12. Repairs!

My clay oven is now almost one year old and, to be honest, it was starting to look it!

The last time I fired her up I noticed that the cracks in the outer layer had grown substantially and, disaster upon disasters, the following day I noticed what I thought was steam streaming out of a crack at the back.  In fact it turns out that the oven was on fire!!  It seems the cracks in the outer layer had penetrated deep into the insulation layer which, happy with its new source of oxygen, subsequently caught fire.  After dousing the smoldering mass with water I decided it was time to do something about it.

This week I repaired the broken chimney (see photo) and filled all the cracks with a new load of sand/clay mixture. There is nothing difficult about this.  Just make up the mixture as per the usual method.  Remove any damaged/friable bits of your oven.  Wet the area you are working on so that the new mixture can bind to the structure more easily. Mould and fill cracks as required.  Simplicity itself!

I have fired the oven since repairs and of course cracks re-appear (part of the normal expansion of the oven) but hopefully it should extend the lifetime of the oven a while longer.  We’ll see!

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40 thoughts on “12. Repairs!

  1. HI Simon. just a couple of questions. i just built my oven and fired it up. i’ve noticed a hairline crack from the top of the door to the top of the oven. Should I be concerned about it? i have lots of clay and sand left over, so if it’s only a matter of sealing it up I can do that. I made two layers, one base layer and the insulation layer. I may have erred, however as I made the insulation out of sand/clay and not just clay and water, and used pine needles as insulation. My bigger concern is the bricks for the oven floor…they exploded! They weren’t fire bricks and so I thought they were fine, but obviously not as they cracked and broke apart. Is it possible to make a layer of clay/sand and used that as my floor? My plan is to just brush out any broken pieces and layer it with more clay, filling in the holes.

    Thanks for the help


    • Hi Peter

      the hairline crack is not a problem. Fill it with sand:clay mixture and don’t worry about it. These ovens do crack when you fire them – they have to in order to accommodate the expansion. I can’t see that the insulation material you used would cause any issues. I’m more worried about the floor. I have never heard of this happening before. I always use normal bricks in my ovens (i.e. non-fire bricks) and have no problems. Maybe the bricks you used where weak, or maybe saturated with water? If there are only a few holes, you might be able to fill them but I fear that the material will constantly need replenishing. If the floor still works, i.e. you can cook on it and get things in and out easily, then it might be OK.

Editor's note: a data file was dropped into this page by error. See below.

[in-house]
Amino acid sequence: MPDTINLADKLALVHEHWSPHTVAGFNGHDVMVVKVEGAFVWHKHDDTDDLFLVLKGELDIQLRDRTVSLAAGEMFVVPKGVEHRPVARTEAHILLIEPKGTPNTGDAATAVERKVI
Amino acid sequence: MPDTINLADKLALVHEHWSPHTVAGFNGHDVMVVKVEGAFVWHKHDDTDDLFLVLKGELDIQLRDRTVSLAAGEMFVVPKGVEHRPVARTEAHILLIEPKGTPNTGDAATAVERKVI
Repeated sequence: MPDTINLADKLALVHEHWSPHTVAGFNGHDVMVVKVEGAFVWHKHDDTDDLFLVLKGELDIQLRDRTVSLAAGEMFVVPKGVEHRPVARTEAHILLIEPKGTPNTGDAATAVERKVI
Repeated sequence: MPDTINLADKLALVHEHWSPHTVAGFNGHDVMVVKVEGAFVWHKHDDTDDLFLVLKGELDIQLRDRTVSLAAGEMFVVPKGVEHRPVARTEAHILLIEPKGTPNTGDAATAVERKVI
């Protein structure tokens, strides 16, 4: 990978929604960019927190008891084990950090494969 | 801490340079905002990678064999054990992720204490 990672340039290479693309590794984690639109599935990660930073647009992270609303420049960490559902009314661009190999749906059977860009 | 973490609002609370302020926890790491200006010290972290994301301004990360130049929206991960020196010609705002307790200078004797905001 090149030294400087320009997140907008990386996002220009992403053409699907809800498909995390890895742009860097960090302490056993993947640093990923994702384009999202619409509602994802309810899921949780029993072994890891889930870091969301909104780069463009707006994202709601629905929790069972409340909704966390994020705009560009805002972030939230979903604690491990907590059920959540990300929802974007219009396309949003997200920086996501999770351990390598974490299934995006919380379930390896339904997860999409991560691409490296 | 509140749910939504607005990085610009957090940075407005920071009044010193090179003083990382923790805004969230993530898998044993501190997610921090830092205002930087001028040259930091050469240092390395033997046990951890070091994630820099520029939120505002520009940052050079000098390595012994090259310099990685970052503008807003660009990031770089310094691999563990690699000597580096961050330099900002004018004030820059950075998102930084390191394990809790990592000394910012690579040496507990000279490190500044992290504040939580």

• yeah it’s a mess. the bricks I used were from an old chimney, but they were the kind that have a few holes in the middle of them. Perhaps this created an air pocket or something, I don’t know. I
        I’m going to brush everything out in the next day or two, then i’ll assess the situation. I have a couple of round pizza stones that I may put on top to see how things go. It may just be ok to cover it up. It’s really weird, we can hear them popping and then pieces of brick comes flying out.


  2. Hi Simon, I am from India ad its a little difficult to find clay sand in the western India, However, I did manage to get some but I am not sure if its clay or something close to clay. I did make a cast of 4″ thick and i let it dry. But during the process of drying from the inside(by burning wood), there are 1cm cracks all across the dome. I am also running short of clay. However, I want to ask you
    1. what should the insulation layer typically consist of? what should its thickness be?
    2. Do I need to put another clay layer over the insulation layer?
    3. Do I need to fill the cracks before insulating the dome?
    4. I did try to putting some pizza sauce on bread slices and top it with mushrooms and olives but the toppings did not cook? is it because, the oven did not gain temperature due to the missing insulation layer?
    5. Can you list down some sites or blogs where simple methods are laid down to build the oven?


    • Hi Preeti

      1. If it’s cracking then you might want to try adding more sand to the mix. It’s the clay that contracts and forms cracks. Also, if it’s warm enough, i’d allow it to dry naturally.
      2. Insulation layer can be anything material with insulating properties, mixed with clay. I use wood shavings. You can use sawdust, newspaper anything. Just make sure it is fully coated in clay-slip otherwise it’ll ignite when you fire the oven.
      3. Yes, if you insulate then you need another clay sand layer. It keeps the oven hot but also prevents insulation layer combusting.
      4. I would fill the cracks before insulating. If it is badly cracked – I’d start again.
      5. Sounds like your oven wasn’t hot enough to cook the pizza. These ovens, when firing properly, will cook pizza’s in minutes.
      6. The instructions on how to build are all here, on this blog!

      best of luck


    • yes the bricks were wet. they were actually kind of imbedded in the ground, so probably absorbed a lot of moisture. Haven’t tackled trying to fix it yet, not really sure what i’ll do. Not the end of the world though, I don’t think.